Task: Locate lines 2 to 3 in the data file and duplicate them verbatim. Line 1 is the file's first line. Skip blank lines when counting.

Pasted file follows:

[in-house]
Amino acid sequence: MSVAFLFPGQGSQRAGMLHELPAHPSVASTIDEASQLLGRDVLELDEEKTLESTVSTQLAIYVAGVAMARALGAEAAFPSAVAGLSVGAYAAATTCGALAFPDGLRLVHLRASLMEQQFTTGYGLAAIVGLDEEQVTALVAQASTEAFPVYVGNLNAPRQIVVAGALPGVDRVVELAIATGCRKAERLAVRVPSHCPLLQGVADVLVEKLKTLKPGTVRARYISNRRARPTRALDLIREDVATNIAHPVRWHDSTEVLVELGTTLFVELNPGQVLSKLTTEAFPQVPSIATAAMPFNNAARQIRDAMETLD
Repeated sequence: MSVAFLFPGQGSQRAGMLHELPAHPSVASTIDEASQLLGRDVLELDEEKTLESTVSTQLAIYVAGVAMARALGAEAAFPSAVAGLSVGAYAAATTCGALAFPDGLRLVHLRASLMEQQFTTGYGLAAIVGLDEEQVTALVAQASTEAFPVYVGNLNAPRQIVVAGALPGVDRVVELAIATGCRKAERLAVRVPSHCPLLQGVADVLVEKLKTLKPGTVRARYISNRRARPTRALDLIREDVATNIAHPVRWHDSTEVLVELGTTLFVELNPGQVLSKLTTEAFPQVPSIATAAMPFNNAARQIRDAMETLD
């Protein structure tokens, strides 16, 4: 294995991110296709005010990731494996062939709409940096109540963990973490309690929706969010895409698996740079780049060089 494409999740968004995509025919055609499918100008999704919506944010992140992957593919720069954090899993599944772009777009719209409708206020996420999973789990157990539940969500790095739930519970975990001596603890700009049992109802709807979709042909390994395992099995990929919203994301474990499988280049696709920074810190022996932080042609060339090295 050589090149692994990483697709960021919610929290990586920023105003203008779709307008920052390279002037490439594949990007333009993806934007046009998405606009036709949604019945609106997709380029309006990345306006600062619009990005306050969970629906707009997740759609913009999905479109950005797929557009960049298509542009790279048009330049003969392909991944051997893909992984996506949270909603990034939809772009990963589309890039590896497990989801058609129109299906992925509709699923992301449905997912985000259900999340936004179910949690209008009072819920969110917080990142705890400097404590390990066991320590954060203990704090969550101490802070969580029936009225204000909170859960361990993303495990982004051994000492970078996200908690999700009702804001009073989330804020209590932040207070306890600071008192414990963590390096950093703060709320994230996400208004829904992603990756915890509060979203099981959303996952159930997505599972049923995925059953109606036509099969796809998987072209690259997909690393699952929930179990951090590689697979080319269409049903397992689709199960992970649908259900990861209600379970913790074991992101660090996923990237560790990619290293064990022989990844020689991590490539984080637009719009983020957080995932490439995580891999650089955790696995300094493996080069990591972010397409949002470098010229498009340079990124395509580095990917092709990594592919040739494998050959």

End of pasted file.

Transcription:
Amino acid sequence: MSVAFLFPGQGSQRAGMLHELPAHPSVASTIDEASQLLGRDVLELDEEKTLESTVSTQLAIYVAGVAMARALGAEAAFPSAVAGLSVGAYAAATTCGALAFPDGLRLVHLRASLMEQQFTTGYGLAAIVGLDEEQVTALVAQASTEAFPVYVGNLNAPRQIVVAGALPGVDRVVELAIATGCRKAERLAVRVPSHCPLLQGVADVLVEKLKTLKPGTVRARYISNRRARPTRALDLIREDVATNIAHPVRWHDSTEVLVELGTTLFVELNPGQVLSKLTTEAFPQVPSIATAAMPFNNAARQIRDAMETLD
Repeated sequence: MSVAFLFPGQGSQRAGMLHELPAHPSVASTIDEASQLLGRDVLELDEEKTLESTVSTQLAIYVAGVAMARALGAEAAFPSAVAGLSVGAYAAATTCGALAFPDGLRLVHLRASLMEQQFTTGYGLAAIVGLDEEQVTALVAQASTEAFPVYVGNLNAPRQIVVAGALPGVDRVVELAIATGCRKAERLAVRVPSHCPLLQGVADVLVEKLKTLKPGTVRARYISNRRARPTRALDLIREDVATNIAHPVRWHDSTEVLVELGTTLFVELNPGQVLSKLTTEAFPQVPSIATAAMPFNNAARQIRDAMETLD